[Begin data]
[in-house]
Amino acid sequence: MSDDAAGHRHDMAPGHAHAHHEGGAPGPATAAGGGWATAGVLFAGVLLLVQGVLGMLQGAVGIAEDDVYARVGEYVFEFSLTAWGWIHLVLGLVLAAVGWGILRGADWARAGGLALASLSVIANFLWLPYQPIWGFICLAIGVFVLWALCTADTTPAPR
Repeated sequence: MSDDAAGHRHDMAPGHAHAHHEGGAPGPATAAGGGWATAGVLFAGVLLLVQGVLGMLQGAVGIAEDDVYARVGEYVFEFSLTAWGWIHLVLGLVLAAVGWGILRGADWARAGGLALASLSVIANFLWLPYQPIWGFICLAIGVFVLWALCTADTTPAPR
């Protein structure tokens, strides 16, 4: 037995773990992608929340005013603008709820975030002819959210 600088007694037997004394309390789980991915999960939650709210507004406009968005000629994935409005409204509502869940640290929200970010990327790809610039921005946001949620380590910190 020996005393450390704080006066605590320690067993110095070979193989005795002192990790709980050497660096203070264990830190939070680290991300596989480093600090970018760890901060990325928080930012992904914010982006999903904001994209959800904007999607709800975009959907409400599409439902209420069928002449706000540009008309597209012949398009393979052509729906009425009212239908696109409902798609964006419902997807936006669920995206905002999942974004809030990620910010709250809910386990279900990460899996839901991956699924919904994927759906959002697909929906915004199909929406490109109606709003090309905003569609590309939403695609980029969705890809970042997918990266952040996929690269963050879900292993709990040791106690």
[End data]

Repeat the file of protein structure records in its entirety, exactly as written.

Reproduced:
[in-house]
Amino acid sequence: MSDDAAGHRHDMAPGHAHAHHEGGAPGPATAAGGGWATAGVLFAGVLLLVQGVLGMLQGAVGIAEDDVYARVGEYVFEFSLTAWGWIHLVLGLVLAAVGWGILRGADWARAGGLALASLSVIANFLWLPYQPIWGFICLAIGVFVLWALCTADTTPAPR
Repeated sequence: MSDDAAGHRHDMAPGHAHAHHEGGAPGPATAAGGGWATAGVLFAGVLLLVQGVLGMLQGAVGIAEDDVYARVGEYVFEFSLTAWGWIHLVLGLVLAAVGWGILRGADWARAGGLALASLSVIANFLWLPYQPIWGFICLAIGVFVLWALCTADTTPAPR
């Protein structure tokens, strides 16, 4: 037995773990992608929340005013603008709820975030002819959210 600088007694037997004394309390789980991915999960939650709210507004406009968005000629994935409005409204509502869940640290929200970010990327790809610039921005946001949620380590910190 020996005393450390704080006066605590320690067993110095070979193989005795002192990790709980050497660096203070264990830190939070680290991300596989480093600090970018760890901060990325928080930012992904914010982006999903904001994209959800904007999607709800975009959907409400599409439902209420069928002449706000540009008309597209012949398009393979052509729906009425009212239908696109409902798609964006419902997807936006669920995206905002999942974004809030990620910010709250809910386990279900990460899996839901991956699924919904994927759906959002697909929906915004199909929406490109109606709003090309905003569609590309939403695609980029969705890809970042997918990266952040996929690269963050879900292993709990040791106690």